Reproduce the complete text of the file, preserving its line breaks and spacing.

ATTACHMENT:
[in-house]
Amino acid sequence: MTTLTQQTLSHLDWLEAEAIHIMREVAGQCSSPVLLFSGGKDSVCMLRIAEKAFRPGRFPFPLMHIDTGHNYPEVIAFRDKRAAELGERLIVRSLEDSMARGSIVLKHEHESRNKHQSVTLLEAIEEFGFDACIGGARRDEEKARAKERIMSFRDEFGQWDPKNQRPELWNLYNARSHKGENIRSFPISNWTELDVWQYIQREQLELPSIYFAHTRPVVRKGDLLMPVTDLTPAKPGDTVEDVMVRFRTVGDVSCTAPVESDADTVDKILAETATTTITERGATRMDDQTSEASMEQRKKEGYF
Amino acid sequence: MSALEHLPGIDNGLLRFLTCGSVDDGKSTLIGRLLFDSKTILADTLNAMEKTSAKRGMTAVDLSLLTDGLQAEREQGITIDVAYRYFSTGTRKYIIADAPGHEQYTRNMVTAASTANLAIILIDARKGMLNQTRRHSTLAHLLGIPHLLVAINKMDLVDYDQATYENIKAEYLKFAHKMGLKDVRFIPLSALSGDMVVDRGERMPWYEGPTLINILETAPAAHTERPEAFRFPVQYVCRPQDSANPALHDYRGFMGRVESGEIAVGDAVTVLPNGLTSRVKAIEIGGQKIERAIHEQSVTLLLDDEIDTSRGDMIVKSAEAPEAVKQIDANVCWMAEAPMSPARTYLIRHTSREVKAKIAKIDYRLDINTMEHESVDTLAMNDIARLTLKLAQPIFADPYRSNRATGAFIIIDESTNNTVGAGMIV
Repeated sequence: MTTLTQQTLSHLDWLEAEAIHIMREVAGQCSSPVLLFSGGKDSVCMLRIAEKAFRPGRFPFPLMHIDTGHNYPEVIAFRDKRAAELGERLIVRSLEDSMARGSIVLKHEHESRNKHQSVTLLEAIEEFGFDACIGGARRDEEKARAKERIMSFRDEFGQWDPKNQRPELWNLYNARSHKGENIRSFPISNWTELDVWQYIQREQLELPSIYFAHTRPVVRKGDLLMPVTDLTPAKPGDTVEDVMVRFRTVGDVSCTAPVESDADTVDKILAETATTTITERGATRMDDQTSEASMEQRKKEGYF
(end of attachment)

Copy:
[in-house]
Amino acid sequence: MTTLTQQTLSHLDWLEAEAIHIMREVAGQCSSPVLLFSGGKDSVCMLRIAEKAFRPGRFPFPLMHIDTGHNYPEVIAFRDKRAAELGERLIVRSLEDSMARGSIVLKHEHESRNKHQSVTLLEAIEEFGFDACIGGARRDEEKARAKERIMSFRDEFGQWDPKNQRPELWNLYNARSHKGENIRSFPISNWTELDVWQYIQREQLELPSIYFAHTRPVVRKGDLLMPVTDLTPAKPGDTVEDVMVRFRTVGDVSCTAPVESDADTVDKILAETATTTITERGATRMDDQTSEASMEQRKKEGYF
Amino acid sequence: MSALEHLPGIDNGLLRFLTCGSVDDGKSTLIGRLLFDSKTILADTLNAMEKTSAKRGMTAVDLSLLTDGLQAEREQGITIDVAYRYFSTGTRKYIIADAPGHEQYTRNMVTAASTANLAIILIDARKGMLNQTRRHSTLAHLLGIPHLLVAINKMDLVDYDQATYENIKAEYLKFAHKMGLKDVRFIPLSALSGDMVVDRGERMPWYEGPTLINILETAPAAHTERPEAFRFPVQYVCRPQDSANPALHDYRGFMGRVESGEIAVGDAVTVLPNGLTSRVKAIEIGGQKIERAIHEQSVTLLLDDEIDTSRGDMIVKSAEAPEAVKQIDANVCWMAEAPMSPARTYLIRHTSREVKAKIAKIDYRLDINTMEHESVDTLAMNDIARLTLKLAQPIFADPYRSNRATGAFIIIDESTNNTVGAGMIV
Repeated sequence: MTTLTQQTLSHLDWLEAEAIHIMREVAGQCSSPVLLFSGGKDSVCMLRIAEKAFRPGRFPFPLMHIDTGHNYPEVIAFRDKRAAELGERLIVRSLEDSMARGSIVLKHEHESRNKHQSVTLLEAIEEFGFDACIGGARRDEEKARAKERIMSFRDEFGQWDPKNQRPELWNLYNARSHKGENIRSFPISNWTELDVWQYIQREQLELPSIYFAHTRPVVRKGDLLMPVTDLTPAKPGDTVEDVMVRFRTVGDVSCTAPVESDADTVDKILAETATTTITERGATRMDDQTSEASMEQRKKEGYF